The NBA has the most action to offer of any major sport PERIOD

Bruce Nemnich

Feb 11, 1985, 4:26:31 AM2/11/85
Interesting someone should ask why the NBA is so boring now; I find it
considerably less boring now than I did a few years ago. I can't be the
only one, since TV audiences are up by something like 7% leaguewide at a
time when other sports (e.g., pro football) are losing viewers in
significant numbers. The excellent rookie crop this year helps.

This is inherently a boring time of the season. The first third of the
season is interesting because it's a time for evaluation. The last
third is interesting to the extent that it sets up the playoffs, though
it only really matters the division winners (for the bye) and those who
may or may not make it.

There's also the question of whether one considers basketball itself to
be a boring sport. I don't think so, but neither do I find baseball
boring, and I know many do. One thing about basketball which is untrue
in the other major sports: there are very few really big plays. Since
teams score an average of about 50 times each, and even the best plays
can contribute maybe 3% of the score. Basketball is a game of momentum
and runs, not of the BIG PLAY. Until the last few minutes of the game,
it simply doesn't ride on making a given shot.

There are a few things I would change. I hate the "illegal defense"
rule; what on earth is wrong with zone defense? Everyone effectively
plays a zone much of the time anyway (frequent switches), so why this
silly restriction? I *like* good defense.

The all-inclusive playoffs contribute greatly to the boredom of the
regular season. That goes for hockey, too. Any playoff system which
includes sub-.500 teams is braindamaged.

I do like the 3-point field goal, though. It introduces another bit of
strategy without complicating the game too much.

Finally, a response to Carol's statement about Bill Fitch:

I disagree. Fitch took them from 29-53 to 60-22 in one year (of course
that was also Larry Bird's rookie year). The next three years they won
61, 62, and 56 games, as I recall. That last year ('83) was not so much
a breakdown in team play as in attitude. Fitch is a disciplinarian, and
from all accounts he becomes a pain to deal with after a while. I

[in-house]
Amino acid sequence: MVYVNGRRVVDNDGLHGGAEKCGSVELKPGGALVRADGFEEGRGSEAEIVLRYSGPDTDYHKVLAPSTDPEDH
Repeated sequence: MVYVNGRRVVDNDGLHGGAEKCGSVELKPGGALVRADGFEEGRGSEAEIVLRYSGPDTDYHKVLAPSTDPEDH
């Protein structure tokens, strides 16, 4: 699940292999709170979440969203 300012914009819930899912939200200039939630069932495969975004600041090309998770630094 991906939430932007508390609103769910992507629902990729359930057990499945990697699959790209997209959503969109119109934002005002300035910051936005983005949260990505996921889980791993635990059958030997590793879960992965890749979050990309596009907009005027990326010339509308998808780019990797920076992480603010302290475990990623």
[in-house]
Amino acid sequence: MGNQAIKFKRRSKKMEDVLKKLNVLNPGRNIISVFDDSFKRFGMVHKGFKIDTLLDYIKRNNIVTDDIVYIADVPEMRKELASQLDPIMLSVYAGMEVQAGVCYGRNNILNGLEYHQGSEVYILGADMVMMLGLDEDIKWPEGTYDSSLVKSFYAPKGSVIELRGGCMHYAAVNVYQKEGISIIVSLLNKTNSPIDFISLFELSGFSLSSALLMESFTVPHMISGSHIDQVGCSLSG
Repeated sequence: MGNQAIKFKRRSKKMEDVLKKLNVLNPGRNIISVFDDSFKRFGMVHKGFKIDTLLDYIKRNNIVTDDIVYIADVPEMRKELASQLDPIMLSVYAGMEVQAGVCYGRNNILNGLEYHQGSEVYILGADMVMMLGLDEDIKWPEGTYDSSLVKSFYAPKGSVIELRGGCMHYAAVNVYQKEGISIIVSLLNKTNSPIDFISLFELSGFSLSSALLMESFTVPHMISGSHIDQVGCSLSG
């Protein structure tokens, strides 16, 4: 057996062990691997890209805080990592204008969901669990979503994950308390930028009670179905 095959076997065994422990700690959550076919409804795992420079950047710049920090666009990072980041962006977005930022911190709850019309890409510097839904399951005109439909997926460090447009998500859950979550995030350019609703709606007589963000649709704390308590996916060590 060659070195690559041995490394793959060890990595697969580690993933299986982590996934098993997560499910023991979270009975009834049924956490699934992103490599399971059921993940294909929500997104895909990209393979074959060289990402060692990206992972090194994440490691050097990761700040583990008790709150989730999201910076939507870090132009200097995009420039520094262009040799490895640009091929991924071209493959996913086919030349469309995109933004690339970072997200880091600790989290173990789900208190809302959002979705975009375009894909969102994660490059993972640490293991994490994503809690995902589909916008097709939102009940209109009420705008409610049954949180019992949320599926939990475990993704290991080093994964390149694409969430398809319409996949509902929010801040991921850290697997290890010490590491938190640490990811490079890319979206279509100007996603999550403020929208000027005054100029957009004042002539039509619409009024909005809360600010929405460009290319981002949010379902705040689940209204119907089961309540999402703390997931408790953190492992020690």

consider Bill Fitch to be an excellent coach of fundamentals and team
play, and he is probably ideally suited to the young talent in Houston.
I am also really glad he left Boston; the chemistry just wasn't there
anymore, and no one was having fun. They are much looser under KC.


Feb 11, 1985, 2:57:37 PM2/11/85
Too bad that Dr. J is not articulate. I can also name a few baseball and
football players on almost EVERY team and even a few USFL players to boot.
And so can my officemate. Stick that in your hoop.

Better yet, slam dunk it. I bet your favorite sporting event is Superstars!

D. Wilkerson
(you can't get to me from there)

David Rubin

Feb 12, 1985, 9:15:16 AM2/12/85
I will humbly submit that I, a baseball fan and (to a lesser extent) a
basketball fan, can

(1) Name a starting lineup for each team in the National
League, name at least 80% of all its players (.80x12x25=240)
(though I'd recognize about 95% of them), and

(2) Name the starting five for each team in the Atlantic
Division, and at least 50% of all the players in the Eastern
Conference (.5x11x12=66) (although I'd recognize about 75%
of them).

David Rubin


Feb 13, 1985, 4:04:42 AM2/13/85
Heard that a new rule was going to be installed:
Fastbreaking teams that get fouled on the layup not only get
two free throws, but also get to keep possesion after that.

This rule, if instituted, will give the better teams a better chance
to win - unlike last year's NBA championship series, which the better
team did not win.

james armstrong

Feb 14, 1985, 7:27:39 AM2/14/85
> I'd like to see some NFL and Baseball fans name two starters
> on teams other than the Cowboys, Yankees, etc.

Washington Redskins: Jeff Bostic, Ken Huff :-)

The "black" arguement doesn't really work. Ever look at college hoops?
The white/black ratio is about the same there, yet it is much more
popular. (Or are you saying that it's OK so long as we don't pay them? :-)

The games really do not make difference in the NBA because so many teams do
make the playoffs. (Just like the NHL!) Plus, apart from a couple teams,
the NBA teams do not have the identities of the NCAA teams. UNC is UNC,
(The ACC is the best conference) but Golden State? New Jersey Nets? Who
Basingstoke this is Basingstoke. All change for trains to anywhere else
in the universe.


Feb 20, 1985, 12:59:43 AM2/20/85

Sure, UNC is UNC. I fail to see the logic in comparing a
popular college team with an unpopular NBA team. How about the
Los Angeles Lakers compared with Valley State or Chaminade?
As far as your black/white ratios being the same in college
and the pros, hah!